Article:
No one wants to be late to the best party in town, which in investment circles, has been gold for the past two months.
After nearly two years of selling, derision and outright mockery, the precious metal has staged a mini-comeback, surging by more than $200 an ounce, or 20%, to get back above $1,400 once again.
And now, with fear and geopolitical tensions both on the rise again, investors everywhere are wondering if they've missed the bus on a reliable safe haven or if there's more to go.
"If you've been in it the whole time, clearly do not sell right here," says Ryan Detrick, senior technical strategist at Schaeffer's Investment research in the attached video. "Maybe dip your toe in," he adds, "but the fact that it has rallied so much and everyone is getting a little excited make me get a little bit dicey here."
Adding to his correction concerns is the fact that Schaeffer's research shows each big rally in gold has been back-filled, at least for a few months.
We did a study when gold is up twenty percent from its lows," he says. "We loo0ked since 1999, or the start of the gold bull market, and what we found, and it has only happened six times, is that one, three and six months later, gold is actually lower every time after a 20% rally from the lows."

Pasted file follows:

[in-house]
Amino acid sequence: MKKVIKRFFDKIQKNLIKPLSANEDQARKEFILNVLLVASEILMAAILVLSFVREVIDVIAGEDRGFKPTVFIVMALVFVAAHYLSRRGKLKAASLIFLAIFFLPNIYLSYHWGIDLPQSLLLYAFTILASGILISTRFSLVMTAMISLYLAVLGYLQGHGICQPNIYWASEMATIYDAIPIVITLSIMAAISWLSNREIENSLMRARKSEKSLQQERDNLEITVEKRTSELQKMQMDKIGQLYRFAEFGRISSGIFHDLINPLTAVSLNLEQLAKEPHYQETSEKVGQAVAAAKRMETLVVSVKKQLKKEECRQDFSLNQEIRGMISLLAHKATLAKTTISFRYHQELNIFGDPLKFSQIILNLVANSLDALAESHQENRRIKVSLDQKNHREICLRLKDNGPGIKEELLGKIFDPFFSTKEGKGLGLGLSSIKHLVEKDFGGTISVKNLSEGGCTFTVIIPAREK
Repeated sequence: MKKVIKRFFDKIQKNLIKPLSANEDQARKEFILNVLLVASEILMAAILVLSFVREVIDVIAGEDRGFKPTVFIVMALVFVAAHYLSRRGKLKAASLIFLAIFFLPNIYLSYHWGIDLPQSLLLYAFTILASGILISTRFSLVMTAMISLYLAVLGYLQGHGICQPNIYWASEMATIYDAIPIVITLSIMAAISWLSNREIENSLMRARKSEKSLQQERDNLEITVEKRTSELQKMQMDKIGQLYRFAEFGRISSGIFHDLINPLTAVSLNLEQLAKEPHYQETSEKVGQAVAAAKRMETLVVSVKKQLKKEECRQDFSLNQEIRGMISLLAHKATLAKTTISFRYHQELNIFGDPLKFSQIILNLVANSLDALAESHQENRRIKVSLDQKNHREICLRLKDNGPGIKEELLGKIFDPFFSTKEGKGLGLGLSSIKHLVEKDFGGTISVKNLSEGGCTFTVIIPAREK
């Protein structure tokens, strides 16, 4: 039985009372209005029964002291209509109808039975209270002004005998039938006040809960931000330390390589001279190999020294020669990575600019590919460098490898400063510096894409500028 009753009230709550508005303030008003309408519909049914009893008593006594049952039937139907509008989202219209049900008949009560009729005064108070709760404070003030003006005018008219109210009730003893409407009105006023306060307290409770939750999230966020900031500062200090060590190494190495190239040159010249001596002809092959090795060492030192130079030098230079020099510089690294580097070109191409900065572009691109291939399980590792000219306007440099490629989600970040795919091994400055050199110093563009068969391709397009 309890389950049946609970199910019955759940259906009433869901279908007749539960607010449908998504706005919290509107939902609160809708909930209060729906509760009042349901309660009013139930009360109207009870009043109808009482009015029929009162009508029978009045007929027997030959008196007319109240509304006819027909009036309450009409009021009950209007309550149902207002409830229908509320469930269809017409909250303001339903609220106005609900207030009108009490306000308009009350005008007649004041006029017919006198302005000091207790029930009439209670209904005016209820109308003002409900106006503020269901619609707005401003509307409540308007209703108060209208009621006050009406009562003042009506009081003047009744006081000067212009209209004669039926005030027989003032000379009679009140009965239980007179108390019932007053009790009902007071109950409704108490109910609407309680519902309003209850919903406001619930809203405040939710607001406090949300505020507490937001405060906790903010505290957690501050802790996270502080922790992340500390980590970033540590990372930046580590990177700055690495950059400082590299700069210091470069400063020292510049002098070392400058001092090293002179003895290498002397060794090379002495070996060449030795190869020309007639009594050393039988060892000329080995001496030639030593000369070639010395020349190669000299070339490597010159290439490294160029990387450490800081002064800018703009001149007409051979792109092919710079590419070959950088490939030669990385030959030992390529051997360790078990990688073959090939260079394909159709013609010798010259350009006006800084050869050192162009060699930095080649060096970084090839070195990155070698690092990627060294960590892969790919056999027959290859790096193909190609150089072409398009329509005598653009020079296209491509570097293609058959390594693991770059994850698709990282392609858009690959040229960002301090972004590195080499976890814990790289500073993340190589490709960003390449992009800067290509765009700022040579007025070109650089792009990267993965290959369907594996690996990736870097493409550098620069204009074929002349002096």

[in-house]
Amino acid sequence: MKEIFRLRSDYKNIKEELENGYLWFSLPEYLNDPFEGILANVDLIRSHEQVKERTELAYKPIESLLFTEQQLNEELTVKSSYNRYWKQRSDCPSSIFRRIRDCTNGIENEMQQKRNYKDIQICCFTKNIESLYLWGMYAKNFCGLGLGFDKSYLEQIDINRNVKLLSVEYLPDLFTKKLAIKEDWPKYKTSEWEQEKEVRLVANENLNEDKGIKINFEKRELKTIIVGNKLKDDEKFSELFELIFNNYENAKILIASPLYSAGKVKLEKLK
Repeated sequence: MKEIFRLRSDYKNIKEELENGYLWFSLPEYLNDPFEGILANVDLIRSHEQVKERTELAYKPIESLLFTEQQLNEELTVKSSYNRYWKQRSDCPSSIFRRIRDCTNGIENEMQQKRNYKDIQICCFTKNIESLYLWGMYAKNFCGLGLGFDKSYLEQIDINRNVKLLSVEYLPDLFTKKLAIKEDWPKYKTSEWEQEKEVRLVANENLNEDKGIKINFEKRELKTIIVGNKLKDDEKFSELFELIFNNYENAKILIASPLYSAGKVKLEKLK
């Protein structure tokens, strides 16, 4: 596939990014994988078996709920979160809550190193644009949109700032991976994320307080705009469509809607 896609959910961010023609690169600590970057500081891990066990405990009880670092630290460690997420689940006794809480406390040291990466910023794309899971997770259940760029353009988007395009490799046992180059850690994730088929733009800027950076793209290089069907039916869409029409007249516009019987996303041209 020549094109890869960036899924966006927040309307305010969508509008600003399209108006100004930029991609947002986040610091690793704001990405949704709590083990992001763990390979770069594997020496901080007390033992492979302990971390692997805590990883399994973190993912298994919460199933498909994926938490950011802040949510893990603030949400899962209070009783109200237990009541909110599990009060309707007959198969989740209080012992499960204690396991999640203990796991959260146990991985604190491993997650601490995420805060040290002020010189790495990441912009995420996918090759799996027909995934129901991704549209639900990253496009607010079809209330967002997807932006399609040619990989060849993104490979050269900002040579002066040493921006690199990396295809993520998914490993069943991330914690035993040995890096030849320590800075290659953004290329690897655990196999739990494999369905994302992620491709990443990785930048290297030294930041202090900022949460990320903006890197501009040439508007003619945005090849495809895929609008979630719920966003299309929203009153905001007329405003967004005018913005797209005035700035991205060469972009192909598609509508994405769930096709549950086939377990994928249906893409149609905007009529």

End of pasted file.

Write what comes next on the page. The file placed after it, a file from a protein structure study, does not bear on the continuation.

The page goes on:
To be fair, gold is still down about $500 or 25% from its record high of $1,917 in 2011, yet still considered to be in a long-term secular bull market given its huge rally from $200 to almost $2000 in the past 15 years.
"You probably should have been accumulating about 4 or 5 weeks ago," he says when "people were just throwing gold out the window" and sentiment polls were at nine-year lows in bullishness.
"We've had a very good rally. It's not a terrible thing to own now, but maybe it's gotten a little too frothy in the near term."
Conflicting that data is the fact that September is, hands down, the best month for gold since 1980, which makes the case for holding easy but does little to ease the minds of investors who want a safe place to hide out while the world sorts itself out.
More from Breakout: